Medicago sativa L. is a tetraploid perennial forage legume of great agronomical interest. The increasing need for its use under water-deficit conditions as well as low-input systems demands further improvement of its drought tolerance. On the other hand, Medicagoarborea L. is a perennial leguminous shrub, which is knownas a drought-tolerant species. In the present study, drought stress responses of the aforementioned medicago species, along with their hybrid, named Alborea, were comparatively assayed at the morphological, physiological, biochemical, and transcriptional levels. In particular, transcript abundance of representative genes that: (a) control ion transport, intracellular Na+/H+ antiporters(NHX1) and rare cold inducible2A (RCI2A); (b) have an osmotic function Δ1-pyrroline-5-carboxylate synthetase 1 (P5CS1); and (c) participate in signaling pathways and control cell growth and leaf function stress-induced mitogen-activated protein kinases kinases (SIMKK), Zinc Finger (ZFN), apetala2/ethylene-responsive element binding (AP2/EREB), basic leucine zipper (bzip) and Medicago sativa Helicase 1(MH1) were evaluated. Under well-watered conditions, the studied population of Alborea showed the highest stem elongation rate and photosynthetic rate that were dramatically reduced under drought conditions compared to M. sativa and M. arborea. Under drought conditions, the studied population of M. arborea showed less reduction of relative water content, all gas-exchange parameters, less lipid peroxidation, and more antioxidant capacity. Moreover, transcriptional analysis demonstrated that the population of M. arborea exhibited significantly higher transcript levels of drought-responsive genes in both leaves and roots under drought stress conditions. M. sativa has better antioxidant capacity than Alborea and had a higher induction of stress-related genes, thus it performs better than Alborea under drought conditions. Among the studied genes, it seems that AP2/EREB play a critical role in the response of the studied population to drought stress. Full article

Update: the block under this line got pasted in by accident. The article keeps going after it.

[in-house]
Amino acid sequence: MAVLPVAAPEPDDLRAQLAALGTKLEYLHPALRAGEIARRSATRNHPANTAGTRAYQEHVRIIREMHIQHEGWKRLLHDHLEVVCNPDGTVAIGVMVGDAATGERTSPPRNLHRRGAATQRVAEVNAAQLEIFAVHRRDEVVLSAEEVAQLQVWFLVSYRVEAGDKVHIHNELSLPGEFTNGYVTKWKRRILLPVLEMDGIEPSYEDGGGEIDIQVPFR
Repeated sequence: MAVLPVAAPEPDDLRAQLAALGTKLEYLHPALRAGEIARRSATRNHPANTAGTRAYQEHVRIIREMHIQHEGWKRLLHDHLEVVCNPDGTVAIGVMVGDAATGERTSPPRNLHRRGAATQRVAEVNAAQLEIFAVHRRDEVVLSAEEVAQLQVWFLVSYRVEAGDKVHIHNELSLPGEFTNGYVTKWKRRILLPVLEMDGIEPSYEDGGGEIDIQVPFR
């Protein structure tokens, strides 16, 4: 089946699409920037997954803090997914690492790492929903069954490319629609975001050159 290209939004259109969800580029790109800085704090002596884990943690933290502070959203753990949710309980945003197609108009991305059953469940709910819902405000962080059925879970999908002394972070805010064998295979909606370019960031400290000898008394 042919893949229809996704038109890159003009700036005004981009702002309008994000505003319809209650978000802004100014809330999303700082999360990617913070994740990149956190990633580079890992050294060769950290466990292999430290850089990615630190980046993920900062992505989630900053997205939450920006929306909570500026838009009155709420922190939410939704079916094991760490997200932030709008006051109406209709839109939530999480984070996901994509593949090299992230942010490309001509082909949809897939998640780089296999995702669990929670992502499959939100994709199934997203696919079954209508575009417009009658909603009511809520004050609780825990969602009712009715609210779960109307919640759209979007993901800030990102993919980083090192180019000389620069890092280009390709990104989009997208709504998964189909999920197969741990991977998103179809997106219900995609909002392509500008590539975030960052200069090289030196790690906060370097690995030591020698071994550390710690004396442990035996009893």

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Open AccessArticle
Response of Yellow Quality Protein Maize Inbred Lines to Drought stress at Seedling Stage
Agronomy 2018, 8(12), 287; https://doi.org/10.3390/agronomy8120287 - 01 Dec 2018
Cited by 3